Self-employed or just side hustling, most traditional contracts are outdated—here’s how to ensure your worth
Congratulations! You’ve decided to take self-employment seriously. Following the sage advice of fellow freelancers, you’re starting off with the essentials: an anchor client for some reliable income, a strong social media presence for your burgeoning personal brand, and the self-discipline to work several hours a day sans nagging manager. What’s more, you’ve already clocked the time difference between your client’s home base in the U.S. and your new “office” on a beach in Thailand. The one thing you can’t control? Your unmoored status may be 21st century, but traditional contracts and modes of getting paid are woefully outdated. The Freelancers Union reports that one in two freelancers had trouble collecting payment in 2014. Here, a few ways to be a better bill collector—faster than you can say Phuket.
Don’t even think of starting without a contract.
We know how it goes: You hit it off with a potential client and rush forward in good faith because you’re passionate about the project. But do yourself a favor—hit the pause button and get it in writing. Define timelines for deliverables and payment that you feel are reasonable. Ensure there’s a fair kill fee if the project is canceled. Consider adding a 1.5 to 3 percent monthly fee for late payment (more than 30 days past due) to your contract, as well as a clause that entitles you to legal fees and costs if you have to hire a collection agency or attorney to recoup payment. (Keep in mind that this may ruffle some clients’ feathers, so weigh whether you still want to work with them if this addition is refused.) Request a 30 to 50 percent deposit for large or longer projects. Include language that ownership rights over work produced do not transfer to the client until full payment is received. Ask a lawyer buddy to look it over before you sign or, better yet, create a standard contract of your own for clients as a guideline. Shake, a free legal agreement app, is popular with the freelance set.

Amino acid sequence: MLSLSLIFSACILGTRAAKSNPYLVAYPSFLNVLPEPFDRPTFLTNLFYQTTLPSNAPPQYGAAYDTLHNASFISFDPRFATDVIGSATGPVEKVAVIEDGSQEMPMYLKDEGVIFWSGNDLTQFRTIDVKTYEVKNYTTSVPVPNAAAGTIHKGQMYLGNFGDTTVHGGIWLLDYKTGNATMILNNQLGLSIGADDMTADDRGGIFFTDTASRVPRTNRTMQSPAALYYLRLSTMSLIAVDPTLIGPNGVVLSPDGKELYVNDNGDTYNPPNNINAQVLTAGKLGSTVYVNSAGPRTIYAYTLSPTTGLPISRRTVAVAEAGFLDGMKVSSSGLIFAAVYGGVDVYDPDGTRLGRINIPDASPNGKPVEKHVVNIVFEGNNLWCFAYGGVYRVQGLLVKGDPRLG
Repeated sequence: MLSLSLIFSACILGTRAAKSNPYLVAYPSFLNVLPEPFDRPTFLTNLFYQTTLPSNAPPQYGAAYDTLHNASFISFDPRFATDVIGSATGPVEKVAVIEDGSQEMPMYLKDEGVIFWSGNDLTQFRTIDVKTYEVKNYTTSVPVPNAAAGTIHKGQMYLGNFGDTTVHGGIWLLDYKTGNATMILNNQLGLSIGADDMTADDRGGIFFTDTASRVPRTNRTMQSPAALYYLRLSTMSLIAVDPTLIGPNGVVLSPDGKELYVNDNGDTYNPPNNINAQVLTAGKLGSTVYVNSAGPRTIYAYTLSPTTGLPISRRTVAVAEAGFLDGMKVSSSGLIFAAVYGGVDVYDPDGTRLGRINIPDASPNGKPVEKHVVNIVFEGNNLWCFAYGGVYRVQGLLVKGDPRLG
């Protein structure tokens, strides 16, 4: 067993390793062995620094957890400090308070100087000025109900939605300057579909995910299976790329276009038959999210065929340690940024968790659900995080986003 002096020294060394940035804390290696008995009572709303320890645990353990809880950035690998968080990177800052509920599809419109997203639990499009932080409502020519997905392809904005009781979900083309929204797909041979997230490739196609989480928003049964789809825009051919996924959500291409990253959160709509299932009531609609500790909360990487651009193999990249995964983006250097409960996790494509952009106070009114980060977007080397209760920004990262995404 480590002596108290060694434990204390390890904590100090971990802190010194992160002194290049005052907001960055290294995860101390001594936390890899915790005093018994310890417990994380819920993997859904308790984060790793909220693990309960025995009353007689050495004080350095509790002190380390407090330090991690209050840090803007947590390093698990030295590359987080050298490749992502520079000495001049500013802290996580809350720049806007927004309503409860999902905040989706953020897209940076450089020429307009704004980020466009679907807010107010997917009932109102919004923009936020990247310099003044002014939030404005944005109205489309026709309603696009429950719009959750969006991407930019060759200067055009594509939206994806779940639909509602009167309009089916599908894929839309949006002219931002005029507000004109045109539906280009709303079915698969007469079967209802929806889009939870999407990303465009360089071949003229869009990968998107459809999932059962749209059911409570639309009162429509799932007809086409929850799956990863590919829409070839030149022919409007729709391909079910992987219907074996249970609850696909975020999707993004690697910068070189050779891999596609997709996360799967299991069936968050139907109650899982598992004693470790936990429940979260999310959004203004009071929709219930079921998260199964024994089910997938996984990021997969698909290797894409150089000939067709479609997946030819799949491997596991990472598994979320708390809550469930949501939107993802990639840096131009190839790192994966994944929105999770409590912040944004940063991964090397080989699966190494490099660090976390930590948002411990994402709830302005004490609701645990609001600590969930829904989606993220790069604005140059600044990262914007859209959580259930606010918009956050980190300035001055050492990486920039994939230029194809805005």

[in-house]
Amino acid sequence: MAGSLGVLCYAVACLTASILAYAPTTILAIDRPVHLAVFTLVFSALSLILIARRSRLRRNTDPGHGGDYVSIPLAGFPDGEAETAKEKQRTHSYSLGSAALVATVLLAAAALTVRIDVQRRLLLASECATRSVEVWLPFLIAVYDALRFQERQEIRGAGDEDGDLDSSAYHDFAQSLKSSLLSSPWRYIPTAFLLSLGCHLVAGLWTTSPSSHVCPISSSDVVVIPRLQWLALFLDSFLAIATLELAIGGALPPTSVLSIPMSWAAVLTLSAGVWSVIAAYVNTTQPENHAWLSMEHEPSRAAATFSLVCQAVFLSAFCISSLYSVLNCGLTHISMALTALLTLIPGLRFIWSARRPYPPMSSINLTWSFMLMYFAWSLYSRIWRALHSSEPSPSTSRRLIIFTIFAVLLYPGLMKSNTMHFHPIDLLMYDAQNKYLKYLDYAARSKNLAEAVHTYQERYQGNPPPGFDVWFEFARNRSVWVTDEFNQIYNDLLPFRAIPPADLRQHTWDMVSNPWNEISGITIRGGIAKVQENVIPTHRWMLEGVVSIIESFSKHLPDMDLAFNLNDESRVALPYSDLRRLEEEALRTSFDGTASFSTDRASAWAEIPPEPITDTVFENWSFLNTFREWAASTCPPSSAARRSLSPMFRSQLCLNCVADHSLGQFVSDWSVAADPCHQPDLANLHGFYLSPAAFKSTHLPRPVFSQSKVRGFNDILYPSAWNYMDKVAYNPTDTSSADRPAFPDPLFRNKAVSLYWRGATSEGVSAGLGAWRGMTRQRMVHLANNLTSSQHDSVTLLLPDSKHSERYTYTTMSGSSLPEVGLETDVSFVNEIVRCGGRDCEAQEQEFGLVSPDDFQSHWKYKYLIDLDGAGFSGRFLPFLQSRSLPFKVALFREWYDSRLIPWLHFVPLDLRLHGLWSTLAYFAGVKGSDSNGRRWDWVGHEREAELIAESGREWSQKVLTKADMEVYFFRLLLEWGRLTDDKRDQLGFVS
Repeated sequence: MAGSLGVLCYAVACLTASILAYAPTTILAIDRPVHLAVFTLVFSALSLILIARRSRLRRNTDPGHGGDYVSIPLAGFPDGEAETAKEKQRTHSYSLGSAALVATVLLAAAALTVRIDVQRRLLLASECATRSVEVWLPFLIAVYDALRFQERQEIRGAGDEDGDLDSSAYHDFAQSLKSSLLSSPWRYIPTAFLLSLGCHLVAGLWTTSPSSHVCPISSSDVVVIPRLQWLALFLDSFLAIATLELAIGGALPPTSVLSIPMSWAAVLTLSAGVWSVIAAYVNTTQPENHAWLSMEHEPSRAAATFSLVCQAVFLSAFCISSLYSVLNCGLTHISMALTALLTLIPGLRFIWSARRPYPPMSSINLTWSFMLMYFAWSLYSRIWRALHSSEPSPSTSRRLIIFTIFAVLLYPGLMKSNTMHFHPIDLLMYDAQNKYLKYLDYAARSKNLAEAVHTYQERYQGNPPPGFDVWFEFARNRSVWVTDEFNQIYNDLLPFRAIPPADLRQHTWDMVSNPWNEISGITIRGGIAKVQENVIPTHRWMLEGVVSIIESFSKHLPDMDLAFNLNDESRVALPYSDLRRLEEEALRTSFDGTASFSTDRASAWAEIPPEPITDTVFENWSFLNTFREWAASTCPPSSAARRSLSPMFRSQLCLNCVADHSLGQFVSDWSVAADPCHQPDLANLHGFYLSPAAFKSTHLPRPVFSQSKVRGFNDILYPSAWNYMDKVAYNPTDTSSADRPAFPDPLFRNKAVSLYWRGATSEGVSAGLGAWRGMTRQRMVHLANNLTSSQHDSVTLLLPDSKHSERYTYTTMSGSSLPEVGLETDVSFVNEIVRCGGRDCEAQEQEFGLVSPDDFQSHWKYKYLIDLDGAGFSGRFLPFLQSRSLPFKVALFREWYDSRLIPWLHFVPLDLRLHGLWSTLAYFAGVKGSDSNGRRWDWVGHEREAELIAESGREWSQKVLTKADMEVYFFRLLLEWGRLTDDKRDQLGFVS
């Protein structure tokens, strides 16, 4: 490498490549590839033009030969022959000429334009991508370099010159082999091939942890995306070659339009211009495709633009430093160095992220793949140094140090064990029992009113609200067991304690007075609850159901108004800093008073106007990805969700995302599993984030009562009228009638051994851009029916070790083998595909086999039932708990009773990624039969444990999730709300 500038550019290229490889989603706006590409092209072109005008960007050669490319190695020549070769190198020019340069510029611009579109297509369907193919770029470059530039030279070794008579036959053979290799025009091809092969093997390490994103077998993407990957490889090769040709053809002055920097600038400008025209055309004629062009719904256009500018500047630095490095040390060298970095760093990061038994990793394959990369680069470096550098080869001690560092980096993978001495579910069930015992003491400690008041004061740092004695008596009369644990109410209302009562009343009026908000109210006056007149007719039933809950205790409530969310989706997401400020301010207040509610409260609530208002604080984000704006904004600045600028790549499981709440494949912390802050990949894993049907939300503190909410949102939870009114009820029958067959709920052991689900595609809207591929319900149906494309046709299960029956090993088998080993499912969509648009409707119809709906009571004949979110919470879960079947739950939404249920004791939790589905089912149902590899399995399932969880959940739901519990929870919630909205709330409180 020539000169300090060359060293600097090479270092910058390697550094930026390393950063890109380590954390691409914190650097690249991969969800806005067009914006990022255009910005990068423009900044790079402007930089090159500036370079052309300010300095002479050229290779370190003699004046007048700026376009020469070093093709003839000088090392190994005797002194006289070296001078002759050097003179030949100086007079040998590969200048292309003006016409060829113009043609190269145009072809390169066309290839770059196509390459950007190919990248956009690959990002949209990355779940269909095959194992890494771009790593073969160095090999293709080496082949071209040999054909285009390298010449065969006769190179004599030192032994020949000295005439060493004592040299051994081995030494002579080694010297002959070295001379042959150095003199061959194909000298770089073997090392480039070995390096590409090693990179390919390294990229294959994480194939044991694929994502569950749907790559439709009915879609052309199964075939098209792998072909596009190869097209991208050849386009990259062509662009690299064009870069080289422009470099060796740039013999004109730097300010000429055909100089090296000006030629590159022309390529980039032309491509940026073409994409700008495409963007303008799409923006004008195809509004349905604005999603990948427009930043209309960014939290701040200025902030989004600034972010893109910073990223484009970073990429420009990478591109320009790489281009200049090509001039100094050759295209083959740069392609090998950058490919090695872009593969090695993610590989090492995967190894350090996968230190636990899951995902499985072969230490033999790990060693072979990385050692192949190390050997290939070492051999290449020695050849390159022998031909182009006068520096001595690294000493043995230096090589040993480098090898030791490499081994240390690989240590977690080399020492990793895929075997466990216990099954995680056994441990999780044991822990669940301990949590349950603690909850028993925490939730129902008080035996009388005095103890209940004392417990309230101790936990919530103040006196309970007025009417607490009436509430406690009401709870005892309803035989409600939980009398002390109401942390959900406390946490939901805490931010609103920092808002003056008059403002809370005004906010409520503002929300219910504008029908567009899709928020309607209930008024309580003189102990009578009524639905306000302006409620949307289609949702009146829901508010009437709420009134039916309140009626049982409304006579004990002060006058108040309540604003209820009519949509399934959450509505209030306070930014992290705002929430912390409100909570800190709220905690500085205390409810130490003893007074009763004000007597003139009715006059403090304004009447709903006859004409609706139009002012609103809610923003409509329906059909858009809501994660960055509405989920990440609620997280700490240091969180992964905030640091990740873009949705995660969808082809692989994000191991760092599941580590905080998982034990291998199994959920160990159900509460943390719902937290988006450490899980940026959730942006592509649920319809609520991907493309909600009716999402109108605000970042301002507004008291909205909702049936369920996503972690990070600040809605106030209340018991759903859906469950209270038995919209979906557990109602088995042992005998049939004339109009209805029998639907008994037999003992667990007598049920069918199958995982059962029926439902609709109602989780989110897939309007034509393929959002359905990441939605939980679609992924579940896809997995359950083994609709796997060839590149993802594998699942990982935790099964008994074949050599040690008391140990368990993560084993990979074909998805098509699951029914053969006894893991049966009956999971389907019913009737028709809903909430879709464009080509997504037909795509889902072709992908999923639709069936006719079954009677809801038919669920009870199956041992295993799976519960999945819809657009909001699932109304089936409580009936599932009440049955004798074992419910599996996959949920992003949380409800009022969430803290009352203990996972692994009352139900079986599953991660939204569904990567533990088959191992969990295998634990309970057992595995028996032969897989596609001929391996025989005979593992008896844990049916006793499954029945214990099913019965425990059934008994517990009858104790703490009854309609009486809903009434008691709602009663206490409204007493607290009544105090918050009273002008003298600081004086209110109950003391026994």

Get your cash, without it costing a fortune.
If you’ve temporarily set up shop at a café in Berlin, payment methods that rack up additional charges, like wire transfers, aren’t ideal. Neither are unreliable mailed checks. If direct deposit isn’t your thing, try a service like TransferWise, which utilizes a peer-to-peer currency exchange model, resulting in fees that are 90 percent lower than international transfers between banks. Or CoinPip, which allows users to send and receive Bitcoin or cash to bank accounts in less than five minutes for a 2 percent fee.
Still waiting? Send in Robin Hood.
There’s a burgeoning industry of for-hire bill collectors for freelancers, like former corporate finance pro Julie Elster of JustTellJulie.com. Elster chanced upon her venture two years ago while prodding her husband’s freelance clients to pony up. For a fee, Elster will help you collect without harming your business relationship. If all else fails, hire a lawyer. If you can’t afford one, search for pro-bono legal help—like Volunteer Lawyers for the Arts, which caters to low-income artists.